This corridor report analyses the integration patterns of Turkish and Tunisian immigrants in France on a comparative basis. The goal of the report is to understand the role of origin countries and societies in the integration of these two immigrant communities in France. Following the INTERACT project’s idea of “integration as a three-way process”, the report analyses the integration of Turkish and Tunisian immigrants in France not only from a country of destination perspective, but also from the point of view of the countries and societies of origin. To do this, we apply a methodology that brings together three different types of original sources: a legal and political framework analysis at both origin and destination, a quantitative analysis on some specific integration dimensions (labour market, education, and citizenship), and a survey on civil society actors. The analysis conducted emphasises that historical and language ties between the country of origin and destination may play a role in specific dimensions such as education and, in a lesser way, on the labour market (through bilateral agreements). These linkages also play an indirect role on the compositions and specific time evolution of the two migration flows to France. Countries of origin may also play a role concerning access to citizenship through the evolution of their policies in this area.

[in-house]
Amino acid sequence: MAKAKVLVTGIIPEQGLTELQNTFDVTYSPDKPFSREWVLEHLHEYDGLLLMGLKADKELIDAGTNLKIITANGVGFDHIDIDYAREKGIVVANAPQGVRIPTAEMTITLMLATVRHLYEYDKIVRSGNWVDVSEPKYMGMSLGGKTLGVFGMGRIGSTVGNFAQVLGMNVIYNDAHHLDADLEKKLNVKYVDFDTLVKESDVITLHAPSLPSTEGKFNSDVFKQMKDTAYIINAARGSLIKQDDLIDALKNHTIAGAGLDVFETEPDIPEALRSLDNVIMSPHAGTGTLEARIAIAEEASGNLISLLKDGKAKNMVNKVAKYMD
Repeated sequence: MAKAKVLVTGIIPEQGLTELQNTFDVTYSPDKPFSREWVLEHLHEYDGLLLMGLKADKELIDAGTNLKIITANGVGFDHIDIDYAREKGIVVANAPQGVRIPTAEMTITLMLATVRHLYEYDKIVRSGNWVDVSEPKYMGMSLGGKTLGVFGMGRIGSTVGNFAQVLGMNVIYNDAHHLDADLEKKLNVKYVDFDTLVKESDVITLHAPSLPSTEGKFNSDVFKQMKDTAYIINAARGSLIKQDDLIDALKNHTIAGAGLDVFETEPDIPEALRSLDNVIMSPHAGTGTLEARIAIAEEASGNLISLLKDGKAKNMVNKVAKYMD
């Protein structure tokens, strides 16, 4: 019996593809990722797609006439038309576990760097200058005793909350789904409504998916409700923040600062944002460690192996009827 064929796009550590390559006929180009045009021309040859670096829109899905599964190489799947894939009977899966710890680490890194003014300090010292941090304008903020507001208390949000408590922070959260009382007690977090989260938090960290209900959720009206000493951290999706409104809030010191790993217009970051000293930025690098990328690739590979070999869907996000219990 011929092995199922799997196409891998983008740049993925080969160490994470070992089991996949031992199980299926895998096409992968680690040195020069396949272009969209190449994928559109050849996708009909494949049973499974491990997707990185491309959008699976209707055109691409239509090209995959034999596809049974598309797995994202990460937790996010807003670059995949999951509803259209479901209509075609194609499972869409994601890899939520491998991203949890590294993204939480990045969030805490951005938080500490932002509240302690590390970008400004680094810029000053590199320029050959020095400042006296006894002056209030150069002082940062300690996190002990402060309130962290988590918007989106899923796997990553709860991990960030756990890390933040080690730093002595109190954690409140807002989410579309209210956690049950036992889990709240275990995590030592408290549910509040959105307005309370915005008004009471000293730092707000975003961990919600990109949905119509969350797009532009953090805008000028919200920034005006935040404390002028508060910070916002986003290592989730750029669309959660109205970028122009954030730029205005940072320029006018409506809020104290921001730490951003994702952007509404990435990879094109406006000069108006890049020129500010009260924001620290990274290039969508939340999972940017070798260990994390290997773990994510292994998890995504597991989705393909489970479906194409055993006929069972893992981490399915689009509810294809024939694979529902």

9 Report

The political participation of immigrants in host countries : an interpretative framework from the perspective of origin countries and societies

Authors Ricard ZAPATA-BARRERO, Lorenzo GABRIELLI, Elena SÁNCHEZ-MONTIJANO, ...
Year 2014
Abstract